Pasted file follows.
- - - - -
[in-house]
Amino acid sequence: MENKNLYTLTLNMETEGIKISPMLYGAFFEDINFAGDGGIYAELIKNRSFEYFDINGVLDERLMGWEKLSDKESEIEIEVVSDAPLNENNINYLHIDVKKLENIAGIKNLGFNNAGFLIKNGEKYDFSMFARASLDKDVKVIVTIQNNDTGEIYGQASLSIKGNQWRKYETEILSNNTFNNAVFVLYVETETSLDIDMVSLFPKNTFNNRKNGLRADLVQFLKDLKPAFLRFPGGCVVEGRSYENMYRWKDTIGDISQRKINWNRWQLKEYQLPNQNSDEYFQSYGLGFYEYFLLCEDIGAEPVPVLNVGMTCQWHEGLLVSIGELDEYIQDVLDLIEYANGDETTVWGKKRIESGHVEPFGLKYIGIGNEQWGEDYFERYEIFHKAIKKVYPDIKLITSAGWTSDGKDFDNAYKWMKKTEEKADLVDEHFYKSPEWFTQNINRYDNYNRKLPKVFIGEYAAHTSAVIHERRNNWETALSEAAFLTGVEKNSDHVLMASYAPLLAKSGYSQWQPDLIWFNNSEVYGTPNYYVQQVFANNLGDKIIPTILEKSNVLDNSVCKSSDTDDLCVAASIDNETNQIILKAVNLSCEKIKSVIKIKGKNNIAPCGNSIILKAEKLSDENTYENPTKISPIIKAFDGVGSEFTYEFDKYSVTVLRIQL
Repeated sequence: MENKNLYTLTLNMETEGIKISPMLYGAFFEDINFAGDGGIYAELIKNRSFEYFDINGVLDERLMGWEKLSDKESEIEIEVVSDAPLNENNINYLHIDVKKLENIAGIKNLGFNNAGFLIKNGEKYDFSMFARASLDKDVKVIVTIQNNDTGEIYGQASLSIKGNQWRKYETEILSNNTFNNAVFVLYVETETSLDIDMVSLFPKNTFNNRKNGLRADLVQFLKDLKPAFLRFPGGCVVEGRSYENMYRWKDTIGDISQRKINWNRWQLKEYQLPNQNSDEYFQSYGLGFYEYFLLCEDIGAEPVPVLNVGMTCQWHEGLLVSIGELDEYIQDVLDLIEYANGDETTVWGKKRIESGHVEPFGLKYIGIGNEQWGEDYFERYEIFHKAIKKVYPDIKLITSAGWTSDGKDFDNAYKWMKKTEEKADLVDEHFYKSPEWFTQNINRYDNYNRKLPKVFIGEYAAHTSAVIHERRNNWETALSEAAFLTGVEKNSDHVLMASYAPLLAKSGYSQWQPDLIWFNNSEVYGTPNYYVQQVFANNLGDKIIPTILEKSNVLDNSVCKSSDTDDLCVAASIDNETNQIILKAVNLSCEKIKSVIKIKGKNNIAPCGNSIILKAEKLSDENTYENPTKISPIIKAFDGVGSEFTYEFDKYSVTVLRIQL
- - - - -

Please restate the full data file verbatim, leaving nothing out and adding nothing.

[in-house]
Amino acid sequence: MENKNLYTLTLNMETEGIKISPMLYGAFFEDINFAGDGGIYAELIKNRSFEYFDINGVLDERLMGWEKLSDKESEIEIEVVSDAPLNENNINYLHIDVKKLENIAGIKNLGFNNAGFLIKNGEKYDFSMFARASLDKDVKVIVTIQNNDTGEIYGQASLSIKGNQWRKYETEILSNNTFNNAVFVLYVETETSLDIDMVSLFPKNTFNNRKNGLRADLVQFLKDLKPAFLRFPGGCVVEGRSYENMYRWKDTIGDISQRKINWNRWQLKEYQLPNQNSDEYFQSYGLGFYEYFLLCEDIGAEPVPVLNVGMTCQWHEGLLVSIGELDEYIQDVLDLIEYANGDETTVWGKKRIESGHVEPFGLKYIGIGNEQWGEDYFERYEIFHKAIKKVYPDIKLITSAGWTSDGKDFDNAYKWMKKTEEKADLVDEHFYKSPEWFTQNINRYDNYNRKLPKVFIGEYAAHTSAVIHERRNNWETALSEAAFLTGVEKNSDHVLMASYAPLLAKSGYSQWQPDLIWFNNSEVYGTPNYYVQQVFANNLGDKIIPTILEKSNVLDNSVCKSSDTDDLCVAASIDNETNQIILKAVNLSCEKIKSVIKIKGKNNIAPCGNSIILKAEKLSDENTYENPTKISPIIKAFDGVGSEFTYEFDKYSVTVLRIQL
Repeated sequence: MENKNLYTLTLNMETEGIKISPMLYGAFFEDINFAGDGGIYAELIKNRSFEYFDINGVLDERLMGWEKLSDKESEIEIEVVSDAPLNENNINYLHIDVKKLENIAGIKNLGFNNAGFLIKNGEKYDFSMFARASLDKDVKVIVTIQNNDTGEIYGQASLSIKGNQWRKYETEILSNNTFNNAVFVLYVETETSLDIDMVSLFPKNTFNNRKNGLRADLVQFLKDLKPAFLRFPGGCVVEGRSYENMYRWKDTIGDISQRKINWNRWQLKEYQLPNQNSDEYFQSYGLGFYEYFLLCEDIGAEPVPVLNVGMTCQWHEGLLVSIGELDEYIQDVLDLIEYANGDETTVWGKKRIESGHVEPFGLKYIGIGNEQWGEDYFERYEIFHKAIKKVYPDIKLITSAGWTSDGKDFDNAYKWMKKTEEKADLVDEHFYKSPEWFTQNINRYDNYNRKLPKVFIGEYAAHTSAVIHERRNNWETALSEAAFLTGVEKNSDHVLMASYAPLLAKSGYSQWQPDLIWFNNSEVYGTPNYYVQQVFANNLGDKIIPTILEKSNVLDNSVCKSSDTDDLCVAASIDNETNQIILKAVNLSCEKIKSVIKIKGKNNIAPCGNSIILKAEKLSDENTYENPTKISPIIKAFDGVGSEFTYEFDKYSVTVLRIQL